By Jeffrey L. Anker
As a physician, I want to alert our community to an organization that provides a thoroughly enjoyable medium that helps children with intellectual and emotional development.
An amazing thing happens at the Theatre Of Youth (TOY) when the lights dim. Hundreds of children quiet immediately and remain so as their attention is keenly focused on the performance. They evidence a mindset teachers often have difficulty accomplishing in their classrooms. And the end of each performance is as poignant as the beginning. During the discussion after each play, the students’ interest is evidenced by their endless questions. Their intellectual curiosity has been aroused.
These students are learning in the best possible way: enjoyably, experientially and through identification with the actors and the setting. Music heightens the experience and augments the learning process. In this mode, students can be expected to learn better, more memorably and more fully.
The beauty of the experiential education at TOY is accessible to students of all ages and stages of development. Plays are selected that meet the needs of students of a particular age range and they can observe, experience and understand strong emotions, concepts, principles, values, empathy, human interactions and relationships.
This helps them mature behaviorally, cognitively, affectively, interpersonally and socially. These essential abilities are crucial to the development of one’s self-esteem, self-confidence, self-awareness, self-regulation, self-expression, self-assertion and self-fulfillment.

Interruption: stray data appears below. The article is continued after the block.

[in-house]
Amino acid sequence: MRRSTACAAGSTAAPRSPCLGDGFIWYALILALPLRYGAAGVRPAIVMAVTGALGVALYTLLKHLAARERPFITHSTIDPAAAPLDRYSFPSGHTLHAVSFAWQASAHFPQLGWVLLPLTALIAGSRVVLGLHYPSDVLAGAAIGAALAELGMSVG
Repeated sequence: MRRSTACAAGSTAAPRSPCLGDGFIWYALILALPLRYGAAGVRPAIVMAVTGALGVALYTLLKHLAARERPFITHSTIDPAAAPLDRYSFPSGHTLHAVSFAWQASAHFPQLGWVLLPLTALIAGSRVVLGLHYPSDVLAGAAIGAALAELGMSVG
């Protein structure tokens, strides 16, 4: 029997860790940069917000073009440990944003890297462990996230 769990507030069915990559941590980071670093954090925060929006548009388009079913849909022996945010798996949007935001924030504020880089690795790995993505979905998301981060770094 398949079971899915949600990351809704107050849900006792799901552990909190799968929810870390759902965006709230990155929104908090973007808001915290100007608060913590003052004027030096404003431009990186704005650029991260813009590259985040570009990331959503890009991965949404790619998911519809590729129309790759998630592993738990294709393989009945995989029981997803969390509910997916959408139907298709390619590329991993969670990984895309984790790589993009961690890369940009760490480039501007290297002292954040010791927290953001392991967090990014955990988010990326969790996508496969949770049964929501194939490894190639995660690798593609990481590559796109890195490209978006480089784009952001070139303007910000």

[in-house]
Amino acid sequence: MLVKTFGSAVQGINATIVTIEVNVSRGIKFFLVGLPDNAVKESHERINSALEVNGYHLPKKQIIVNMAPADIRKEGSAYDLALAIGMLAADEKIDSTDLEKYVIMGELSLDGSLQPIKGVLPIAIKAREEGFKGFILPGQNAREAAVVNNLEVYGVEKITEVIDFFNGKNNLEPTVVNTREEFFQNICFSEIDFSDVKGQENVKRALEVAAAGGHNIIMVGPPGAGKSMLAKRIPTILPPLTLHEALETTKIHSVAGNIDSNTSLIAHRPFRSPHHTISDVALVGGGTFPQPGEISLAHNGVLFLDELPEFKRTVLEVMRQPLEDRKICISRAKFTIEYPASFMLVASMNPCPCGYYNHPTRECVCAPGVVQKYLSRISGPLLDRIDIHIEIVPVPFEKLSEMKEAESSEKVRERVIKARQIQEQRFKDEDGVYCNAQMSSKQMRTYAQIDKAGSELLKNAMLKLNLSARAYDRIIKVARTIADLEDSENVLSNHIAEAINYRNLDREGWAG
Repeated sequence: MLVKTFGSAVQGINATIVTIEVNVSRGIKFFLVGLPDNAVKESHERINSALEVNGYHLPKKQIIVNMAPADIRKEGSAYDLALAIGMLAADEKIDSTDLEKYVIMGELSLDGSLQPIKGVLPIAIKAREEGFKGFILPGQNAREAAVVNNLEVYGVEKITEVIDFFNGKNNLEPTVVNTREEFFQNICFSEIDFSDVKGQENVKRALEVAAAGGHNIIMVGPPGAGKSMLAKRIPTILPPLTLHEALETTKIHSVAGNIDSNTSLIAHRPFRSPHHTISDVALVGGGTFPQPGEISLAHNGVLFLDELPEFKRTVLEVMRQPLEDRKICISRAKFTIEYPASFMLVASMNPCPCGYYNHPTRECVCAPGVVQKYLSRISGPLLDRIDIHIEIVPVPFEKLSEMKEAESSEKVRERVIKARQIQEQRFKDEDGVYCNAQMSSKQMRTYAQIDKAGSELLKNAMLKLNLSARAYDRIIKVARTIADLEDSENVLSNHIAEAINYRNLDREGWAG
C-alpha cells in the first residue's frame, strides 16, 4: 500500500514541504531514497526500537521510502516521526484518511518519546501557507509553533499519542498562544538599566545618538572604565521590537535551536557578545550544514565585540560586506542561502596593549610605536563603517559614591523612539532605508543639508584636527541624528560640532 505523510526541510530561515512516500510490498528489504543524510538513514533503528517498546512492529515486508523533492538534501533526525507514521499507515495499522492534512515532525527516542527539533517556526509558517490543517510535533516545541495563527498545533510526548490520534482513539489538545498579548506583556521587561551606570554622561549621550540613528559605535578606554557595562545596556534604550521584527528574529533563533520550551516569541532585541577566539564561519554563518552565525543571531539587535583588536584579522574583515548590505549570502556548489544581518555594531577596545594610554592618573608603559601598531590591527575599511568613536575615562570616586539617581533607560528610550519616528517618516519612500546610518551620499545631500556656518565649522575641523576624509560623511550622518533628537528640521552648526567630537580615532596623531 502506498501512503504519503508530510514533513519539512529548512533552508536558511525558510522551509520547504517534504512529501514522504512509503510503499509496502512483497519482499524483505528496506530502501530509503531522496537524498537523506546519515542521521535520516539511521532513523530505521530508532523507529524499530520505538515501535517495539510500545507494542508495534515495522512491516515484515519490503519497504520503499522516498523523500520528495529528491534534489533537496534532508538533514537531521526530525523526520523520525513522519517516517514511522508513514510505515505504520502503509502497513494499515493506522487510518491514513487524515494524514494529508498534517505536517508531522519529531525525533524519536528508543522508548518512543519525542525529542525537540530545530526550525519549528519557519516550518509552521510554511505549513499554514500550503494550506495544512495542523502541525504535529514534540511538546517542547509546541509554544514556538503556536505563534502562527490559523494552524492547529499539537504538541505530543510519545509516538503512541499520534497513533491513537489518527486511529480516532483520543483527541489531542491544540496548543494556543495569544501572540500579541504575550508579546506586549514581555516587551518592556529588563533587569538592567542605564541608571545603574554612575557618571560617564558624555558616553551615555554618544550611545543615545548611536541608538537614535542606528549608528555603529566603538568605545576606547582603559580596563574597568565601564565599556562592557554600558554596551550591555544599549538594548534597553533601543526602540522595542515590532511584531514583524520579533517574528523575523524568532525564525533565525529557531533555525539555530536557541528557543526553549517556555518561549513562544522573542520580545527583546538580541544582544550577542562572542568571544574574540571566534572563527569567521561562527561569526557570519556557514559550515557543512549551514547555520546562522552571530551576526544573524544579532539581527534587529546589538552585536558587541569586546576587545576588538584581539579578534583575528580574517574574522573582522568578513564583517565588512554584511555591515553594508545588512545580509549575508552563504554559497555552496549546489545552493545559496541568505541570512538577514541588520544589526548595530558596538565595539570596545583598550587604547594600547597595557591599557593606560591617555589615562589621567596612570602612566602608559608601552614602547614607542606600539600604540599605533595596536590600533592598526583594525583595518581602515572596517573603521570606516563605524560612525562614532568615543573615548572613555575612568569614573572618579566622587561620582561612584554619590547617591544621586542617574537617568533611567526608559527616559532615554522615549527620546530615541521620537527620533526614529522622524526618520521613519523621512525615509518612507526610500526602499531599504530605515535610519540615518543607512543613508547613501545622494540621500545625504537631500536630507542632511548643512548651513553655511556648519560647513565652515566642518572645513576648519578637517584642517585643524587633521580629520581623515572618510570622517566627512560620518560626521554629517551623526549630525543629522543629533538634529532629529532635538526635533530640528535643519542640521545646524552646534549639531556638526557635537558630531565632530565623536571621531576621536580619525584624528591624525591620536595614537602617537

TOY’s exceptional values, skills, interest and knowledge about children make it an optimal partner for school districts to develop programs that greatly enhance their students’ education. These experiences also benefit communication between the students and their family members.
Instead of monosyllabic responses many parents get from their kids when they ask about their day, the students have something tangible and memorable they are interested in talking about to parents and siblings.
The multimedia artistic efforts that bind the multifaceted educational opportunities are truly meaningful educational experiences. In a phase of American education when funding for the arts has been drastically limited, the cost-effective experience at TOY helps students see and experience that artistic domain. They can experience a theatrical venue and realize how it provides an opportunity to learn performing arts, visual arts, musical arts, creative problem solving strategies and teamwork.
Jeffrey L. Anker, M.D., is assistant professor of psychiatry at the University of Buffalo Jacobs School of Medicine and Biomedical Sciences, medical director of the Center for Advanced Psychiatry of the Department of Psychiatry and a board member of the Mental Health Association of Erie County.